One day Raja Krishnachandra, the 18th-century zamindar of Krishnanagar, Nadia, in today’s West Bengal, decided he wanted a Lake of Milk to be spun into sweetmeats for his people to eat and sell far and wide, spreading happiness and wealth. Earthworks complete, Krishnachandra said that on new moon night, each householder should pour one pot of milk into the excavation. Everyone agreed.
But on the given night, Chaturanan thought it would be smart for him to pour a pot of water into the lake. With everybody else pouring milk, who’d be the wiser? Well, next morning, Krishnachandra was aghast: his lake was full, but with water, not milk. Everybody had reasoned the same way as Chaturanan, and the king’s grand project was a flop.
The brilliant economist Mihir Rakshit told us this tale long ago, to illustrate something called ‘the paradox of composition’. Sometimes, decisions that are rational for one person, lead to disastrous outcomes if everybody acts likewise.
John Maynard Keynes never met Raja Krishnachandra. But the heart of the economist’s diagnosis and cure for the Great Depression of 1929-40 hewed closely to this story. He reckoned that in shrinking economies, belt-tightening and ‘save more’ strategies would fail. If everybody became tight-fisted together, demand would crash, jobs lost, businesses bust and hopes — or ‘expectations’ — for a better tomorrow evaporate.
At the heart of Keynes’ diagnosis was the supreme role played by our expectations about the future: the optimism of a salaried person that led her or him to take a mortgage on a home, the ‘animal spirits’ that impelled business to invest for higher returns, etc.
If this spirit left an economy, the outcome is a death spiral — falling demand, sales and inventory pileups, unpaid debt, bank distress, finances drying up, layoffs across sectors, repeat ad infinitum. Keynes had lived through all this in the interwar years.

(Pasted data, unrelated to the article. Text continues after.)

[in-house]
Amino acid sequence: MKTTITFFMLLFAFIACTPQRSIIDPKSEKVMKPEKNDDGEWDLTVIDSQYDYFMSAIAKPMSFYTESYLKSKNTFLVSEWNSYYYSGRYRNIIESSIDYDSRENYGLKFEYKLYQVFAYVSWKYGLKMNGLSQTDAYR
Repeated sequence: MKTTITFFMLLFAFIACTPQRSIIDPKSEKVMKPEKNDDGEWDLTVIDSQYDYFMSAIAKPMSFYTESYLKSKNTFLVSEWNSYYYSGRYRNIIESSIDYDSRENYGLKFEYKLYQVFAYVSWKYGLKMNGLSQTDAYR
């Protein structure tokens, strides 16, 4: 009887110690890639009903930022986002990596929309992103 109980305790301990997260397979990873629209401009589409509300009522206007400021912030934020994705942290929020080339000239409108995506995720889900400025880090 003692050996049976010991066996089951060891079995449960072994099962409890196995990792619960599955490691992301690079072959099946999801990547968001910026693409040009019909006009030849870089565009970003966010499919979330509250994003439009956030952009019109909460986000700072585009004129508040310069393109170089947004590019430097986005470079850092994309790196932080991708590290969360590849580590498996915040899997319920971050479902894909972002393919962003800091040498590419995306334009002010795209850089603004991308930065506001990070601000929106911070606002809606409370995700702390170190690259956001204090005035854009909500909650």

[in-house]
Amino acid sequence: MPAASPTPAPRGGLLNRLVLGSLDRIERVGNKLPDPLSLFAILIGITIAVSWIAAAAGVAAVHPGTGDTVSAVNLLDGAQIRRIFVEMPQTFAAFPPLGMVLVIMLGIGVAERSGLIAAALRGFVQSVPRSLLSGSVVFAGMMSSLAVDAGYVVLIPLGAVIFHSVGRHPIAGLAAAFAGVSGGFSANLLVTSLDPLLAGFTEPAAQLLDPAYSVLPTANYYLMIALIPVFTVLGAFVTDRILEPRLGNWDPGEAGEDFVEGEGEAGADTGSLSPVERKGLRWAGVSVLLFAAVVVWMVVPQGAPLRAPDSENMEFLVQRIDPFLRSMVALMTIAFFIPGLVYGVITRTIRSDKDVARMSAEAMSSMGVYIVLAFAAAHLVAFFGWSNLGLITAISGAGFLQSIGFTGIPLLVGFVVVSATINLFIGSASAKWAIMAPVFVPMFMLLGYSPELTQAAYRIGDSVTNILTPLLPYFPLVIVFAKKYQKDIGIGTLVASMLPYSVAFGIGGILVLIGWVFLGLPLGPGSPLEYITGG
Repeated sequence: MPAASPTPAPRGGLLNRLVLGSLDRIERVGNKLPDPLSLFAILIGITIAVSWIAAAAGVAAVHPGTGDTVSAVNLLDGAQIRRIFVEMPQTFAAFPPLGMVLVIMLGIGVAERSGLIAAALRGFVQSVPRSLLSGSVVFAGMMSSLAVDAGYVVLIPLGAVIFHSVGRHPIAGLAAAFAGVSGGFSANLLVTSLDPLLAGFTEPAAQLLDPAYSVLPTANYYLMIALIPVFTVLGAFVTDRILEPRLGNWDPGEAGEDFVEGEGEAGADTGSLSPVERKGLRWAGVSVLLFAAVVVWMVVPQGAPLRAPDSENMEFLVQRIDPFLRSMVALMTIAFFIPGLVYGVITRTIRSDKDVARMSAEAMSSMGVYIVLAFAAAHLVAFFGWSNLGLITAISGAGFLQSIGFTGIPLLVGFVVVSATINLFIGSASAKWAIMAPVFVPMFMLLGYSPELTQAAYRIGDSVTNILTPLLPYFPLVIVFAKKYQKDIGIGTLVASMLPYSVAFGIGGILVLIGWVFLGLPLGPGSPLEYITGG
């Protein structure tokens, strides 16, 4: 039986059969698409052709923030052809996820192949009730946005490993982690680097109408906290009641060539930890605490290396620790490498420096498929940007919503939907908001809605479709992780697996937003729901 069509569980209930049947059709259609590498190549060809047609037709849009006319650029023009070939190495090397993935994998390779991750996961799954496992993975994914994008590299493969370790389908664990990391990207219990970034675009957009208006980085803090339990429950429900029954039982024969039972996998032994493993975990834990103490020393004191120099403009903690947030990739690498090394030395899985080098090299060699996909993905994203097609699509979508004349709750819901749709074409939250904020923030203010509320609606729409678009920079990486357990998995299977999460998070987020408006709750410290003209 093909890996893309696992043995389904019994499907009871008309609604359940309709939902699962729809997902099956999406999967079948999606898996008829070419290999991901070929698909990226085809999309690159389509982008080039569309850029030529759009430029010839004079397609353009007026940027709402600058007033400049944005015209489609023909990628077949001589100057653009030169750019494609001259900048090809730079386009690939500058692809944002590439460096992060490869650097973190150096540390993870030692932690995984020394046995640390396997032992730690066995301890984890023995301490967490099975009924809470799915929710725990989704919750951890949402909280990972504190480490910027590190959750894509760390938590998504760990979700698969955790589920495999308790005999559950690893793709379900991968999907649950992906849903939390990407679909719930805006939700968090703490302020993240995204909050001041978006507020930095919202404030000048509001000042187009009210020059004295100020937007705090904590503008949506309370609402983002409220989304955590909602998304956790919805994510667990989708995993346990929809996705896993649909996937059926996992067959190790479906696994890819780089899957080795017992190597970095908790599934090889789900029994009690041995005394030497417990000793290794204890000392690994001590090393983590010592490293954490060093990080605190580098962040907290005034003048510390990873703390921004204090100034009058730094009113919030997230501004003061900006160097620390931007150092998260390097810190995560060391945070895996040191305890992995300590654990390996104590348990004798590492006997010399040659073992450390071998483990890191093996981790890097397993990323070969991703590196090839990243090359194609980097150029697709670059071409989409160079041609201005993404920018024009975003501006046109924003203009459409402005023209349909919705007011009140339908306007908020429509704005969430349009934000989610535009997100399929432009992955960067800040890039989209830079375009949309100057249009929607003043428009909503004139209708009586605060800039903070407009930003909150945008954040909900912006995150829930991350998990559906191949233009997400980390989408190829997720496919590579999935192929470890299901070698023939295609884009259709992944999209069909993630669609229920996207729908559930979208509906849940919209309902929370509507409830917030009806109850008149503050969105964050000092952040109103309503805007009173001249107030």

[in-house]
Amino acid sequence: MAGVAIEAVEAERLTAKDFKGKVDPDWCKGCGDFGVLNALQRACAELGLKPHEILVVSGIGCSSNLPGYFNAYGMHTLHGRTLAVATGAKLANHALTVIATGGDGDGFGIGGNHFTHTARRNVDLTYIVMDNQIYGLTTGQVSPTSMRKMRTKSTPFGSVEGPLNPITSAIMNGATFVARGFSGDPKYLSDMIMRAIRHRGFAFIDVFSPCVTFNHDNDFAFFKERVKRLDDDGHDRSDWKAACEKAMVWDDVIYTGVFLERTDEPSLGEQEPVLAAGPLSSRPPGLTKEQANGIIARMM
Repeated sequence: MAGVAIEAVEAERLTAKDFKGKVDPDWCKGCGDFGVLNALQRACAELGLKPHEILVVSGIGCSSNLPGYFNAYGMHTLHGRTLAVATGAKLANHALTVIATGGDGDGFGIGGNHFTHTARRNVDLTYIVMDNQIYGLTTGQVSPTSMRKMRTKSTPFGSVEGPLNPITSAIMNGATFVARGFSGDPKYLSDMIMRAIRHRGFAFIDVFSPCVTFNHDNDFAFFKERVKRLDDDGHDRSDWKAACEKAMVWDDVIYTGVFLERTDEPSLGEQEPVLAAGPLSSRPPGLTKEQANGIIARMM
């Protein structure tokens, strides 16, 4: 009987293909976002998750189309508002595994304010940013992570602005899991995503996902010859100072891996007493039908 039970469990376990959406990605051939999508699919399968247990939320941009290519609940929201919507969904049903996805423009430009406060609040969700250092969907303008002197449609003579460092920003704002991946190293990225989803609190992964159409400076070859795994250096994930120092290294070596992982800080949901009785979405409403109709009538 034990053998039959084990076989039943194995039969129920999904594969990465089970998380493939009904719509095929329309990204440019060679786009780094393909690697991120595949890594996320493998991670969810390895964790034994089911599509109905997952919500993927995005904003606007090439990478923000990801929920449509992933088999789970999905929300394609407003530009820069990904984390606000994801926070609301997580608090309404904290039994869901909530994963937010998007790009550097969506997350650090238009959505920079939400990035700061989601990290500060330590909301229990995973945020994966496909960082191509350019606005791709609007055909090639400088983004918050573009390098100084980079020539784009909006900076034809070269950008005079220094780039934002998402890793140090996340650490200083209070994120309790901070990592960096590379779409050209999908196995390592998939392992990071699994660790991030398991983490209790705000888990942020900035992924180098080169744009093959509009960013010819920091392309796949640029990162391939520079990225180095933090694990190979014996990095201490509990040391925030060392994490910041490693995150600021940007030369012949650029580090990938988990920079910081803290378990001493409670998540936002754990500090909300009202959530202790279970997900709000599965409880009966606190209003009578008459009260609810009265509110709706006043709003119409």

Then, it was said, New York hotel clerks booking guests would ask, ‘For the night, sir? Or just for jumping?’
The New Abnormal
Here, folk theorem on the streets is gloomy. Manufacturing and farm growth have dropped off a cliff, construction, the largest employer of ‘contract’ workers — more than 90% of labourers — is stalled. Many of our largest builders and shadow-banking lenders are technically belly-up.
Even the government has wearied of trying to conceal unwelcome numbers. Last week, the Central Statistics Office (CSO) released pan-economy growth numbers for the April-June quarter. We are now crawling at 5%, the lowest growth since 2014-15, when Prime Minister Narendra Modi first stormed to power.
Credit Suisse (CS) is a global financial giant that publishes the state of bad debt in Indian companies. From 2012, when it circulated its first report, ‘House of Debt’, these reports illuminate the murky landscape of corporate debt, dispute settlement and lenders’ health.
These papers have appeared more or less every year since. They show how companies borrowed to build projects that never materialised — either because of sarkari apathy, tardy policy implementation or managements’ eagerness to bite off more than they could chew — and pushed financial markets into a corner.
Loans from banks, insurers, shadow banks and so on have to be repaid with interest, otherwise, underperforming shareholders have to exit, companies taken over and assets sold off. Today, India has a mechanism to clean up. It’s called the Insolvency and Bankruptcy Code (IBC), to shake out non-performers and get stalled companies back on their feet. On August 22, CS published its ‘India Corporate Health Tracker’. This says that between April 2018 and April 2019, companies’ bad loans fell from 12% of total debt to 9.5%, a good thing. But between April 2019 and now, it has gone up to 9.6%. Worryingly, another 3% of debt will soon turn sour unless lenders carve up their burden of woe and share it.
This mechanism is called inter-creditor agreements (ICAs) and is the only so-so option now left to recover a few paise from every rupee lent. Assume lenders can’t agree to ICAs, of which 70% is anyway unrecoverable. Then, total corporate bad debt climbs to more than 12% of all loans. Remember, the corresponding number for China, around 4%, is about a third of ours.
Three years ago, the government brought IBC into law. Assumed to be a silver bullet to resolve debt and management hassles at the time, it has proved to be anything but. CS shows the IBC now takes 450 days to get through a case, compared to 250-odd days in March 2018. After all that struggle, the system manages to recover about 15 paise from every rupee lent, compared to 70 paise last March.
The Keynes to Success
Today’s crisis is the grinding fallout from the destruction of positive expectations after the notebandi of November 2016 and policy blunders afterwards. Keynes would have told New Delhi to revive public funding for programmes like the Mahatma Gandhi National Rural Employment Guarantee Act (MNREGA) scheme, pump funds into healthcare and other areas where it can make a difference.
The alternative is gloom, belt-tightening — and Raja Krishnachandra’s horror on finding a lake of water instead of one brimming with milk.